A tenth of Britain’s biggest companies are saddled with final salary pension schemes that dwarf their market value, according to a worrying report.Amy Wilson of the Telegraph reports, UK's biggest companies are carrying £73bn pension deficit:
Consultancy firm Pension Capital Strategies will this morning reveal that ten members of the FTSE 100 now have retirement plans greater than the size of the firm.
But for British Airways, BT and engineer Invensys the situation is more unsettling still, with their pensions liabilities now more than twice the market capitalisation of the groups.
The study shows that the combined deficit on FTSE 100 retirement plans stood at £73bn at the end of June – a £17bn improvement on last year’s level after a bounce on the stock market.
The PCS’s report is just the latest to highlight the dire predicament facing some of Britain’s best-known companies as they try to reconcile the rising life expectancy of their workers with increasing turbulence on financial markets.
Actuarial firm LCP last week reported that the total deficit on FTSE 100 pension schemes had reached £51bn by the end of 2009.
Faced with these gigantic shortfalls on their pension schemes, companies have been forced to pump in unprecedented sums to ensure they have enough to pay employees in retirement.
These emergency ‘deficit contribution’ payments tripled from £4bn to £11.8bn last year, according to PCS.Oil giant Royal Dutch Shell led the way with a £2.7bn emergency top-up payment, said the PCS, while Lloyds Banking Group, Royal Bank of Scotland and Unilever all funnelled more than £1bn extra into their final salary pension schemes.
Companies are resorting to increasingly novel methods to plug pension deficits. Drinks giant Diageo has put whisky stocks into its scheme, while Tesco, Sainsbury’s and Whitbread have all pledged property assets to their retirees.
The aggressive move into bonds was partly due to the shift into liability-driven investing, and part overreaction to the financial crisis of 2008. But with so much uncertainty, mature pension plans in the UK aren't taking chances. They're hunkering down and reducing volatility.
The total pension deficit of the FTSE 100 was an estimated £73bn at the end of June, according to research by Pension Capital Strategies (PCS), a division of insurance broker Jardine Lloyd Thompson. That is a £17bn improvement on a year earlier.
However, "there has been a noticeable growth in the number of FTSE 100 companies where the pension scheme now represents a material risk to the business," PCS said.
BT, British Airways and Invensys all have pension liabilities which are more than double their market value, at £43bn, £16.8bn and £5.4bn respectively, PCS data shows.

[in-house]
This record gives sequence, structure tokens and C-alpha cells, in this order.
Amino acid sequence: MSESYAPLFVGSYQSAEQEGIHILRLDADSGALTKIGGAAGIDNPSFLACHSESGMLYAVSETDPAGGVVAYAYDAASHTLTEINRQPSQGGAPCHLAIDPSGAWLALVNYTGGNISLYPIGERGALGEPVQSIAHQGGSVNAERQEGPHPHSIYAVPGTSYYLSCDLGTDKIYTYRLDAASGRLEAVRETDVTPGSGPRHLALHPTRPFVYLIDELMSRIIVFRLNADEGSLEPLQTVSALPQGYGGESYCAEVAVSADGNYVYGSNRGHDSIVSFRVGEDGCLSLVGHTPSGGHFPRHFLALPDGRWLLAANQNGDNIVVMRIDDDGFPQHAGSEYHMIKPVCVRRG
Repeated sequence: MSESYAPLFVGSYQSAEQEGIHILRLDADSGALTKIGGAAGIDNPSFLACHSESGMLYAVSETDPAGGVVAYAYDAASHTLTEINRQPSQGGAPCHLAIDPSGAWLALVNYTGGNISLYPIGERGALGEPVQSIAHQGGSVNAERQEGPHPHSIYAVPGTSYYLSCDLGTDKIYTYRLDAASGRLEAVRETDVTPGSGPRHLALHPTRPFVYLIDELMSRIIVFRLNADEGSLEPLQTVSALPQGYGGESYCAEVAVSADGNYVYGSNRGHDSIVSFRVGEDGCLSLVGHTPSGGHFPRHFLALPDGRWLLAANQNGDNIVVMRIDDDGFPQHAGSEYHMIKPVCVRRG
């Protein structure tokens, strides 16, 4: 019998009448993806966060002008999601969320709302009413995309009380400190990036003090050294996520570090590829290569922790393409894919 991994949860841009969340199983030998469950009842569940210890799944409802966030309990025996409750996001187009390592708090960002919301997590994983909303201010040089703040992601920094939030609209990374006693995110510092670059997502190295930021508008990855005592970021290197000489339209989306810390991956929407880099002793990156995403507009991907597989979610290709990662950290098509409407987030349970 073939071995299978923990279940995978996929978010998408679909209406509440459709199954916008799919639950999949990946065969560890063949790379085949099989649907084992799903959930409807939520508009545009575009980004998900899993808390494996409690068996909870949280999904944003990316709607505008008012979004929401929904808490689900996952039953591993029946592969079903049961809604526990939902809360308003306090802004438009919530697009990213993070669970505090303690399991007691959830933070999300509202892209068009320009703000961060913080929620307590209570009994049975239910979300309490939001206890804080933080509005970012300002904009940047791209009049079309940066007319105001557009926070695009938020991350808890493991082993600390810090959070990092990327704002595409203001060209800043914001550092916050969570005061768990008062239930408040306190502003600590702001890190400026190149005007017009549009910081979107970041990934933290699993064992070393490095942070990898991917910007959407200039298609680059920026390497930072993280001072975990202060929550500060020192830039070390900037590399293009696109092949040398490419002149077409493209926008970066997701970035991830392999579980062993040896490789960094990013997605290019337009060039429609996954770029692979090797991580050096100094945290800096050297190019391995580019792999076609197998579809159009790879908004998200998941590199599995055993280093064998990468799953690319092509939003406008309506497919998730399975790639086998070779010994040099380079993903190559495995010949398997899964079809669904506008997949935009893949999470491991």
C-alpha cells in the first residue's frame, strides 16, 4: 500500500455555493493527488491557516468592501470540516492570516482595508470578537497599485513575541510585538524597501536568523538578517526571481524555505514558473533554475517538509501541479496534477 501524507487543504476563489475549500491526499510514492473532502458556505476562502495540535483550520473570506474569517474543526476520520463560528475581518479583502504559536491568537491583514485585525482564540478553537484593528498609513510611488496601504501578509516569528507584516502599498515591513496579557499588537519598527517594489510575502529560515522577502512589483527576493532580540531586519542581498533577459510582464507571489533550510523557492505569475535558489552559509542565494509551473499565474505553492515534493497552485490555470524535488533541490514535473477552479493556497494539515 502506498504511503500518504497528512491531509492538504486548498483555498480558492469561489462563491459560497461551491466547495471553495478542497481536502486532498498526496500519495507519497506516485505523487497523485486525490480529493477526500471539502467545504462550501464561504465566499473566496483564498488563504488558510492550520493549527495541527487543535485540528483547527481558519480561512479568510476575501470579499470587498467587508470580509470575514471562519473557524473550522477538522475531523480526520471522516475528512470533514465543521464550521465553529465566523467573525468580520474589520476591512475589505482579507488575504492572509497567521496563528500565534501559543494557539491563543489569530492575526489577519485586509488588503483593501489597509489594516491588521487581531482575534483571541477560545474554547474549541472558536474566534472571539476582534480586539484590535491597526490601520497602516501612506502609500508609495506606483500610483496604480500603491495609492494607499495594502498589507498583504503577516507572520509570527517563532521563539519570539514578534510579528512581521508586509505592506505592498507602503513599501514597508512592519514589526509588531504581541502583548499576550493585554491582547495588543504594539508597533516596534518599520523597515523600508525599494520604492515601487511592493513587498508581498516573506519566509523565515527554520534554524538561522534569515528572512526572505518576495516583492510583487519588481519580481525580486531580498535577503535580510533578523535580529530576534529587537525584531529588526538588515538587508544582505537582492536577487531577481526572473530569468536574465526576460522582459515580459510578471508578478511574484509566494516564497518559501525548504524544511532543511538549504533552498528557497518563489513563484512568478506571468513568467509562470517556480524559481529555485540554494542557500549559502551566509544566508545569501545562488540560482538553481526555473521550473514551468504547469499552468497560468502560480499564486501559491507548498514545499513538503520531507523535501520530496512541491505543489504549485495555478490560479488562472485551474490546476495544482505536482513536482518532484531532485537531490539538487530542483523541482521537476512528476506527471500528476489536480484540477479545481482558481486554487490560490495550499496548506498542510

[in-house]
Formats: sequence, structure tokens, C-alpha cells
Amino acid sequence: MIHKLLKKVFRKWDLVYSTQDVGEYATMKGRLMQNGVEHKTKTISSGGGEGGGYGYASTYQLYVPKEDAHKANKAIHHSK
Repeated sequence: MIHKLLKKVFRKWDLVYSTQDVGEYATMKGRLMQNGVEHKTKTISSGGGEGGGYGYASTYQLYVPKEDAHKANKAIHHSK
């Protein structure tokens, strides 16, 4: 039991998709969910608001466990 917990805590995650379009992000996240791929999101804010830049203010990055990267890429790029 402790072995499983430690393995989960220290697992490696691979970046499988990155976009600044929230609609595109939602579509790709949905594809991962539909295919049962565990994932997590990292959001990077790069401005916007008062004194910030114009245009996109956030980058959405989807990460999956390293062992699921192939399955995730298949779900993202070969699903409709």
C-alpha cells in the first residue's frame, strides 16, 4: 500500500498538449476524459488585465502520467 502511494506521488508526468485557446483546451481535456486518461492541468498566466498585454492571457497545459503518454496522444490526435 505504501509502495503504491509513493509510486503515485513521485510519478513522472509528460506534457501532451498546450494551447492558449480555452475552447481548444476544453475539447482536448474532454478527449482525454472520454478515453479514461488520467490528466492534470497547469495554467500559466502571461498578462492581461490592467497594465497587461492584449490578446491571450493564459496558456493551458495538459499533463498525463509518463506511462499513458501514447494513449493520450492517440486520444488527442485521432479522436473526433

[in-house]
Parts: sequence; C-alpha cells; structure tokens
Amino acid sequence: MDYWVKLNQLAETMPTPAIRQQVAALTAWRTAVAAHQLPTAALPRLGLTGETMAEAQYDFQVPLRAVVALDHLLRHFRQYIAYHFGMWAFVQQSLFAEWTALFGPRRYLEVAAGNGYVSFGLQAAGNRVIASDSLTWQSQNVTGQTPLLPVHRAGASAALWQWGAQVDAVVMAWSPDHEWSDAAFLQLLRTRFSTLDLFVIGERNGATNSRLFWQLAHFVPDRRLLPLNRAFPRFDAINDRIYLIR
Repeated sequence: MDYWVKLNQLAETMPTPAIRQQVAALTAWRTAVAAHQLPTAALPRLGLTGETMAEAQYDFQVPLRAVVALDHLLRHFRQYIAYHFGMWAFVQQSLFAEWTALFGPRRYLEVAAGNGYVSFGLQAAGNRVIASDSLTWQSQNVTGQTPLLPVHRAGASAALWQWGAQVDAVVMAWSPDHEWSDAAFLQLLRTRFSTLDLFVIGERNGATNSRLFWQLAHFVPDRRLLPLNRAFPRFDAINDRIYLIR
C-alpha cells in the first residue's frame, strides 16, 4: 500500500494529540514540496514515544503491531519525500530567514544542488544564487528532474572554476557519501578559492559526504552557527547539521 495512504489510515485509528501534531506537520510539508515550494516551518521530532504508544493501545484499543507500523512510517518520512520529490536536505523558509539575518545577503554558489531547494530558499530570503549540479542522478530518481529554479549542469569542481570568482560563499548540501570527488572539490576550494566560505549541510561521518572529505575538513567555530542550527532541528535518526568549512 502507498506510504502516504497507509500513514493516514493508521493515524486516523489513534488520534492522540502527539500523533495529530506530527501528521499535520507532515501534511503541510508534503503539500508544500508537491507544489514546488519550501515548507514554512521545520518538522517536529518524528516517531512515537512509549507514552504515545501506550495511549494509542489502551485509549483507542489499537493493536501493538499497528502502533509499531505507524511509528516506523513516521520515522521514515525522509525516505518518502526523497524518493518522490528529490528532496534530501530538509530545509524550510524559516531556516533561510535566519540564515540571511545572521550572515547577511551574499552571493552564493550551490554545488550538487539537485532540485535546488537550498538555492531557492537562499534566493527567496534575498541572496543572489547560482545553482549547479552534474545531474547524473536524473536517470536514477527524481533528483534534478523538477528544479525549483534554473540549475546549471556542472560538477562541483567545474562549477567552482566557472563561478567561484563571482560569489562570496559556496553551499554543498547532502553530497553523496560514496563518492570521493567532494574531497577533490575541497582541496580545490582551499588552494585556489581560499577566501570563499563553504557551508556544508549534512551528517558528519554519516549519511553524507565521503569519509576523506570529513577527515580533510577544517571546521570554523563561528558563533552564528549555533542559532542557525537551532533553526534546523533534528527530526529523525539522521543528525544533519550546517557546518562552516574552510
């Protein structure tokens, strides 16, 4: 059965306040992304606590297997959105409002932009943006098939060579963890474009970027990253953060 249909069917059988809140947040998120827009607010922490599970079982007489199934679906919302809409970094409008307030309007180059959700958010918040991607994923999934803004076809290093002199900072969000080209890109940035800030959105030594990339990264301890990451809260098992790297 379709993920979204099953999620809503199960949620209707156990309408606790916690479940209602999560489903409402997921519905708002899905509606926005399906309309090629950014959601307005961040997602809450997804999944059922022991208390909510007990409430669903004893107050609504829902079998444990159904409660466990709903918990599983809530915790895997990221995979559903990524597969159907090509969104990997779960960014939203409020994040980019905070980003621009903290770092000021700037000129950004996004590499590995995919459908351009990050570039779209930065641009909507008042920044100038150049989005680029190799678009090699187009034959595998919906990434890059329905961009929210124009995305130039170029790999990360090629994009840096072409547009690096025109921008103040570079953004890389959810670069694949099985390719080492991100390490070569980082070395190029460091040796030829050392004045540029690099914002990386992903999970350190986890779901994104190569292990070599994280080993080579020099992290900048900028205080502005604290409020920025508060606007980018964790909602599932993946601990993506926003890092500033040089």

Only five companies in the FTSE 100 disclosed a pension surplus in their most recent accounts, the research revealed.
However, funding of pension deficits increased "very significantly" in the year to June 30, with total payments of £11.8bn, up from £4bn the previous year.
Shell was the biggest contributor, paying £2.7bn towards its deficit. Another 57 companies in the FTSE also made funding contributions.
The flight by pension funds from equities to bonds - perceived as a safer investment - has come to an end, with the average pension scheme's asset allocation in bonds at 49pc, the same proportion as last year.
In 2009 there was a significant move to bonds, up from 41pc of allocation in 2008, and 35pc in 2007.
Finally, the BBC reports Experts warn pension changes a 'nightmare':
A group of pension industry experts have attacked plans to link private pension increases to the Consumer Prices Index measure of inflation.
They say many pensioners have been promised Retail Prices Index-linked annual increases and retrospective legislation could breach human rights.
Philip Read, chairman of British Coal pension trustees, says this could be a "potential nightmare".
But the government says public and private pensions need to be consistent.'Potential nightmare'
Members of an online forum for pensions experts, Mallowstreet, have written to the government, claiming the change has been imposed on the industry and a full consultation period is required.
CPI increases have tended to be lower than RPI in recent years.
Last month the government said private occupational pensions would be linked to CPI instead of RPI.
Ministers had already announced CPI would be used in future to uprate state benefits instead of RPI.
The experts on the online forum also include Andrew Swan, from M&G Investments, and Karen Wake from ACE insurance.
Pensions are already a nightmare in the UK, and they risk becoming a nightmare on this side of the Atlantic too. The pension bell tolls are ringing, and people are finally paying attention. Only problem is it might be too late.